The common perception of federal prosecutors is that they are akin to Eliot Ness -- tough-minded law enforcers dedicated to fighting crime wherever it lurks. Like all characterizations it understates the subtleties and complexities of the task, but more importantly, the portrayal is dated.
There is a quiet revolution underway in how federal prosecutors see their job. To understand the scope of the shift, a little background is helpful. The U.S. has the world's highest incarceration rate, with almost one in every 108 American adults behind bars. That's four to ten times that of many European countries. And of the 2.2 million people in America's prisons and jails, nearly 40 percent are African-American.
Moreover, the spiraling incarceration rate has continued unabated while crime has dropped. Violent crime has decreased almost in half since its peak in 1991.
There is now bipartisan agreement that too many are being locked up for too long. No one wants to return to the days when the public genuinely feared for their safety. Yet public safety can be maintained without resorting to the stratospheric incarceration levels we see today.
And, no one understands the above better than prosecutors. The reality is that prosecutors play a unique and immensely powerful role in the criminal justice system. They decide who gets charged, and most importantly, with what crime, and what plea bargains to accept and reject. Sentencing recommendations from prosecutors carry immense weight with judges.
But all of those decisions are made after a crime occurs. Prosecutors are increasingly focusing on how to prevent crime in the first place. And given the high rates of recidivism, what can prosecutors do to prevent offenders from offending again?
For instance, Kenneth Polite Jr., the U.S. Attorney for the Eastern District of Louisiana, has been instrumental in encouraging the local business community to support "30-2-2," where 30 local businesses agree to hire two formerly incarcerated people for two years.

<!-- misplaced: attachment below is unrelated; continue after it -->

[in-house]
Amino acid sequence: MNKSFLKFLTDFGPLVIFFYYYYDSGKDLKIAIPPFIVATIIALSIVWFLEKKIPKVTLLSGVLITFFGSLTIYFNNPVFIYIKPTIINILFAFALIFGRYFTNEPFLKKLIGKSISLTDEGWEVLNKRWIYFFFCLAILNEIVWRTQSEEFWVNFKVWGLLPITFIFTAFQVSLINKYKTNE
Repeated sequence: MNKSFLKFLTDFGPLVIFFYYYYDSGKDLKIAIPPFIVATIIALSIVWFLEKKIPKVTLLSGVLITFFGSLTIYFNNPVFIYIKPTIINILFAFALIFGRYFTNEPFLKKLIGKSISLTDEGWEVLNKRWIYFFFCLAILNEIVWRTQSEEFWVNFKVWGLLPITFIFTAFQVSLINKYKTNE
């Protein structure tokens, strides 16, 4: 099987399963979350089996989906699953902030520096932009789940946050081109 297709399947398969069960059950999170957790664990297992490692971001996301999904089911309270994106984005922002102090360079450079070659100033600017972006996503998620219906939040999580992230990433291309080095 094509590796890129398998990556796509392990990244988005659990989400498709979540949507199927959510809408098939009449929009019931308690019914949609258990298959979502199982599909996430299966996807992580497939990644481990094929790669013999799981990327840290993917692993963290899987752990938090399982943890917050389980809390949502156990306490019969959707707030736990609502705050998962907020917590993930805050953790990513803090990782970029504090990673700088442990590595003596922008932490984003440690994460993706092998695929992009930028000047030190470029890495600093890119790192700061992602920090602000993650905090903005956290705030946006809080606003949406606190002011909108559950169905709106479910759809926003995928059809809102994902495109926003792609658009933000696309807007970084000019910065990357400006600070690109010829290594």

Critical to this revolution in prosecution is changing how federal prosecutors are evaluated. A new report by the Brennan Center for Justice, Federal Prosecution For the 21st Century, details new "success measures" for prosecutors, such as drops in violent crime and recidivism, instead of focusing merely on volume such as number of convictions.
Far from being a lonely voice in the wilderness portraying some sort of unattainable utopia, the report has won backing from U.S. Attorney General Eric Holder. Inremarks at a Brennan Center conference last week, his last before announcing his pending retirement, Holder said, "It's time to shift away from old metrics and embrace a more contemporary, and more comprehensive, view of what constitutes success." He added, "This means developing a new system of assessment - because what gets measured is what gets funded, and what gets funded is what gets done." It is imperative the next Attorney General is as receptive to criminal justice reforms, including to the way federal prosecutors' performance is assessed.
This new theory of prosecution has three overarching goals: reducing violence and serious crime; reducing prison populations; and reducing recidivism. As is often stated by criminal justice reformers, this approach is not soft on crime, but smart on crime.
U.S. Attorneys' Offices would be evaluated on the change in the violent crime rate, as opposed to sheer number of arrests. Other "success measures" would include the percent of prisoners convicted of a new crime within three years of release, compared to the previous year.
No one argues that a federal prosecutor's role is easy. And, in many ways, the revolution in prosecution requires them to make even more subtle and difficult judgments than they do already. But if the nation is to end mass incarceration, with a criminal justice system suited to that goal, we must collectively embrace the revolution in prosecution.